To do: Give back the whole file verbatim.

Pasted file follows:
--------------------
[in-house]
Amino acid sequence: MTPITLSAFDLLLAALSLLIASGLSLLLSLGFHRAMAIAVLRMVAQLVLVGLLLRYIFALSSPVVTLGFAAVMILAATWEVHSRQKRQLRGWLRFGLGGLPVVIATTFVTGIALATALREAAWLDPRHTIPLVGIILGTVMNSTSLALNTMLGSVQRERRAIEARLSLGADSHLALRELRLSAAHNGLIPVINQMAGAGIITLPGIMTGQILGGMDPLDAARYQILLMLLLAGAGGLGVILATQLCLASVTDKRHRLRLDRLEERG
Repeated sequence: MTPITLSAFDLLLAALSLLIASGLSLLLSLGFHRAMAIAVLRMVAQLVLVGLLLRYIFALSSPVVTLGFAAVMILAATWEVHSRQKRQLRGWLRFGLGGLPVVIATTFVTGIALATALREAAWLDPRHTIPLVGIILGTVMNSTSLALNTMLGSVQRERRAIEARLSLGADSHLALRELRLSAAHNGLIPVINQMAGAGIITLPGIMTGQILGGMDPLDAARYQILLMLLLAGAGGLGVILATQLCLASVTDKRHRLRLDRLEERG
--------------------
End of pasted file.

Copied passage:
[in-house]
Amino acid sequence: MTPITLSAFDLLLAALSLLIASGLSLLLSLGFHRAMAIAVLRMVAQLVLVGLLLRYIFALSSPVVTLGFAAVMILAATWEVHSRQKRQLRGWLRFGLGGLPVVIATTFVTGIALATALREAAWLDPRHTIPLVGIILGTVMNSTSLALNTMLGSVQRERRAIEARLSLGADSHLALRELRLSAAHNGLIPVINQMAGAGIITLPGIMTGQILGGMDPLDAARYQILLMLLLAGAGGLGVILATQLCLASVTDKRHRLRLDRLEERG
Repeated sequence: MTPITLSAFDLLLAALSLLIASGLSLLLSLGFHRAMAIAVLRMVAQLVLVGLLLRYIFALSSPVVTLGFAAVMILAATWEVHSRQKRQLRGWLRFGLGGLPVVIATTFVTGIALATALREAAWLDPRHTIPLVGIILGTVMNSTSLALNTMLGSVQRERRAIEARLSLGADSHLALRELRLSAAHNGLIPVINQMAGAGIITLPGIMTGQILGGMDPLDAARYQILLMLLLAGAGGLGVILATQLCLASVTDKRHRLRLDRLEERG